Gauthier's discussion in Morals by Agreement is conducted in terms of “dispositions to choose” and specifically of “constrained maximization”, the disposition to cooperate with other cooperators even in circumstances where defecting is more advantageous. In later work Gauthier develops his revisionist account of practical rationality in terms of rational plans and intentions and of modes of deliberation. If we grant that agents may do better in any number of circumstances by acting in ways that are not “straightforwardly maximizing”, the problem is to determine how acting as a constrained maximizer is rational. In the book Gauthier assumes that if our dispositions to choose is rational, then our choices determined by these dispositions are also rational. A number of theorists have followed Thomas Schelling in arguing that it is often rational to do things that are irrational, but they argue that the latter do not in the circumstances cease being irrational. Gauthier thinks that if a course of action is better than any other in its effects, then it may under certain conditions be rational to adopt it and to intend to carry out its element even if some of them are not, from the standpoint of the moment of execution, the best thing to do in terms of one's aims or purposes. He seeks therefore to establish that if a mode of deliberation or a plan of action is rational, then acting according to it can be rational even if so acting requires doing things that are not, considered from the standpoint of the moment of action, optimal. Principled action constrains one's action, and it is rational to be so constrained. Thus, if Gauthier is right, it can be rational to abide by certain norms or principles, even when they require acting in ways that are not best from the standpoint of the time of action. Much of Gauthier's work since Morals by Agreement develops and defends this revisionist account of practical rationality. (See Gauthier 1994, 1996, 1998a and b. For an alternative revisionist account, see McClennen 1990).
Gauthier's defense of “constrained maximization” constitutes a major revision of standard game- and decision theory. Orthodox theory focuses upon the rationality of actions at the time of choice. The mode of deliberation itself about actions falls out of the scope of the theory. (Or rather, orthodox theory presents itself as such a mode of deliberation.) Some critics have argued against including the mode of deliberation in the scope of the theory (for example, Velleman 1997). Most game theorists, however, argue instead that if it is feasible to choose the mode of deliberation, this choice itself can be modeled as a move in a more complex decision game, thus including Gauthier's proposal into standard theory (for example, Binmore 1994, p. 179–182).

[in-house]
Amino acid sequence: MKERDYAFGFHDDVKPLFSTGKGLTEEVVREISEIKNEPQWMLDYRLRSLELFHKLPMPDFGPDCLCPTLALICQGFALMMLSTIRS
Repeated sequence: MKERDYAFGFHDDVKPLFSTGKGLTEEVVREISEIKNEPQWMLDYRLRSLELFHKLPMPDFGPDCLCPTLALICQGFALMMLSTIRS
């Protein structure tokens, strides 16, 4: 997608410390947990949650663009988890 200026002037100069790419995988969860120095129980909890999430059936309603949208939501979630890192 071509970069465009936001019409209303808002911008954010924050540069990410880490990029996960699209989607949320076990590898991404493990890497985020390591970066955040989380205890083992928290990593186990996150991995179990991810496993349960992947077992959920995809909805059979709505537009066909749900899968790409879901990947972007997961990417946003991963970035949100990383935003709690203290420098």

The contractarian approach—and Gauthier's theory is not different in this respect—presumes a fundamental connection between rationality and morality, just like functionalism. However, unlike the functionalist project, the contractarian approach has a sophisticated argument as to why this should be so. Moral norms (or institutions, or whatever is the object of the theory in question) are rationally acceptable according to the contractarian tradition only if there is no feasible alternative arrangement where all parties concerned would be better off. We can make this claim more vivid. Imagine that parties are bargaining over what norm to use to share a cake. Rational parties would not agree to a norm that would leave some cake on the table going to waste. Similarly with moral norms: rational agents would not agree to a norm that could be expected to leave mutual advantages unexploited. Therefore, according to the contractarian's conception of morality, it is necessarily the case that the correct morality leads to Pareto-efficient outcomes. For this reason, rational choice contractarianism is often regarded as revisionist in its implications. The claim is not that common sense or ordinary morality leads to Pareto-efficient results (if followed). Instead, the claim of rational choice contractarianism is that the correct account of binding moral norms is one that implies that if these norms are followed, the outcomes will be Pareto-efficient.
Critics have long argued that it's not clear why the outcome of hypothetical agreement should influence what agents outside of the idealized circumstances of “the social contract” should do. Some have argued that hypothetical contracts (or promises) do not bind. However, this is to misunderstand the nature of these theories; hypothetical rational agreement is not meant to be promissory. Rather, it is first of all heuristic, a mechanism designed to determine the nature and content of mutually beneficial, fair principles.
Whereas the remarks above address all forms of contractarianism, there are some specific problems with versions that rely as heavily on game-theoretic bargaining theory as that of Gauthier and the others. The most fundamental seems to be the plausibility of the Nash program: is there really a rational solution to all bargaining problems that can be specified and tested with the use of non-cooperative game theory? Similarly, how can we be sure that there is always one unique solution, or are bargaining problems to some extent underdetermined? The plurality of bargaining solution concepts that are discussed in bargaining theory is a bad omen in this regard. There are reasons to doubt that the game-theoretic approach to bargaining can really help us predict the outcome of the negotiations of rational agents. Both the axiomatic approach and the non-cooperative game approach proceed from the assumption that there is a unique, rational outcome of such negotiations. While that may be plausible in some situations, it is far from obvious that this is always the case. That is, the outcome of negotiations often seems rationally underdetermined (Sugden 1991). Non-rational factors, such as salience, precedence, etc., are far more important for determining the result of such negotiations than standard bargaining and game theory lead us to believe.